The Indiana Court of Appeals is trying to decide whether a pregnant woman who attempted suicide should face criminal charges, including murder.
The case, which is now generating national attention from civil liberties groups and mental health advocacy organizations, began when Bei Bei Shuai swallowed rat poison nearly a year ago in an attempt to commit suicide. The, then-pregnant 34-year-old didn't die. She underwent an emergency C-section at an Anderson hospital but the baby died four days later.
Since then, Shuai has been in jail without bond, facing murder and attempted feticide charges. Now, she's gained the support of nearly 80 organizations, including the ACLU.
On Tuesday, her attorney tried to convince the State Court of Appeals that the charges should be thrown out.
"This prosecution of a pregnant woman for the most heinous crime on the books is ludicrous," said Linda Pence, attorney for Shuai. "It's just wrong and it's not supported by Indiana's strong centuries of legislative and judicial practice that recognized the sanctity and how they needed to protect the pregnant woman."
Prosecutors argue that the law protects Shuai's fetus. That's because at 33 weeks along the baby could have survived outside the womb. The prosecution also argues that Shuai's suicide note incriminates her.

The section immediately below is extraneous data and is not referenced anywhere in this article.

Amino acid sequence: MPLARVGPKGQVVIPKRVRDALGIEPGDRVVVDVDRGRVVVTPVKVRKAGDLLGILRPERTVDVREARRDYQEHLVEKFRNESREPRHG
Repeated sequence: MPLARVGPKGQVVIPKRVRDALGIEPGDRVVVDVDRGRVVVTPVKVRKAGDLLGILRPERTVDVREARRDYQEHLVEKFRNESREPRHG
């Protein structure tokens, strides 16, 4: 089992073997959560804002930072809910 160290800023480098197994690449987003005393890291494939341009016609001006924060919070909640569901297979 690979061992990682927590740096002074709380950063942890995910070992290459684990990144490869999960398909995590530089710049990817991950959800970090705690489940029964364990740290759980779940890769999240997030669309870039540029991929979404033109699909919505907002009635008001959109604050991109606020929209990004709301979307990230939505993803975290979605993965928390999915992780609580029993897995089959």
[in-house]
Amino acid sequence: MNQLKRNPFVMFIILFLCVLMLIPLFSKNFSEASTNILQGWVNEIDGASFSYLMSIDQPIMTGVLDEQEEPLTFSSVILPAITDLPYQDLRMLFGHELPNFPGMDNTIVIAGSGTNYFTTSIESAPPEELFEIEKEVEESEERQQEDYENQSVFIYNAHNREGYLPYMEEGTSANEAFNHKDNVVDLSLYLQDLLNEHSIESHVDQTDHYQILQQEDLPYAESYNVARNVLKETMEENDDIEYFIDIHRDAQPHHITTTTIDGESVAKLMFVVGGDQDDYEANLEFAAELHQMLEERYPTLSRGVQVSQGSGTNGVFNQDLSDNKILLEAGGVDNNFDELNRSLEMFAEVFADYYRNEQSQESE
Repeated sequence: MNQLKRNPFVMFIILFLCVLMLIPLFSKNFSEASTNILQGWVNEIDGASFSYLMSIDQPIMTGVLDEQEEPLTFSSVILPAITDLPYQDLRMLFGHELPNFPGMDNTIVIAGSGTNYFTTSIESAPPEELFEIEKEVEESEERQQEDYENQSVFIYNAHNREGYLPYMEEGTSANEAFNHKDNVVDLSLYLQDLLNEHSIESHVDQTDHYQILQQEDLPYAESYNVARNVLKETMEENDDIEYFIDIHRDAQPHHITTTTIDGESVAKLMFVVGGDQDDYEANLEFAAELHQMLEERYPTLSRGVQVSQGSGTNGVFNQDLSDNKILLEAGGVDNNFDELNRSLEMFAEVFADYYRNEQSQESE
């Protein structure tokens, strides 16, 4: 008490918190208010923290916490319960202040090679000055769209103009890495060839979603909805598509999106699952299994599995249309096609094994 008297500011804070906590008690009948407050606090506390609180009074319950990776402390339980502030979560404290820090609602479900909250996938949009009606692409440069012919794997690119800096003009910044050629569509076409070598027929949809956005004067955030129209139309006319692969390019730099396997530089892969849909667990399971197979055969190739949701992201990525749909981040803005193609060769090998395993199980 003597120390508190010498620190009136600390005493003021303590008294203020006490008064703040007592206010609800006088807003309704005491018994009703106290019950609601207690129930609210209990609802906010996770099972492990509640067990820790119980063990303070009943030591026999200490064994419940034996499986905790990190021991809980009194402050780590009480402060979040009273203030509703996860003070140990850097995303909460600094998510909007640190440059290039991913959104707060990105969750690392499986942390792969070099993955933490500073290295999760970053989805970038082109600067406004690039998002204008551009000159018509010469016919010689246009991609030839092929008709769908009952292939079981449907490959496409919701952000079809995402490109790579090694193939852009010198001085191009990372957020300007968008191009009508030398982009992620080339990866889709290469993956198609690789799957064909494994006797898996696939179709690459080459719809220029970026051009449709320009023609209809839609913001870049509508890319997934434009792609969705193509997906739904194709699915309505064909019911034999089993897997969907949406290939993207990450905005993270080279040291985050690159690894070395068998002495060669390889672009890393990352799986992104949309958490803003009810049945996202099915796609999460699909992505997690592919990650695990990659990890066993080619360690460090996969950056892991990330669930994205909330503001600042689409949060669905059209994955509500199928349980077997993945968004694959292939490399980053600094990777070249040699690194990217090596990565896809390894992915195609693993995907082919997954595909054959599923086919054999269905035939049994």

"She said, 'I am taking this baby, the one you named Crystal with me,'" said Judge Melissa May. "Doesn't that show an intent?"
"As the record reflects over and over again, it is never, ever her intention to live and let the baby die," Pence said in response.
Attorney General Greg Zoeller said the Court of Appeals isn't the place for the argument.
"This case generates strong opinions but the state's position adheres to the longstanding principle that a jury must weigh any facts, even those that go to the defendant's intent, and therefore the trial court is where this case belongs," Zoeller said in a statement.
The defense disagrees, saying the judges need to step in to protect others.
"We know that suicide is one of the leading causes of death for a pregnant woman," Pence said. "Does that mean every time a pregnant woman thinks about hurting herself, that she's going to be subject to a criminal investigation? Does that mean that any time a pregnant woman does something to harm herself she's going to be criminally investigated? If she has drinks? If she smokes?"
The Court of Appeals will issue its ruling at a later date.Copyright © 2014, Los Angeles Times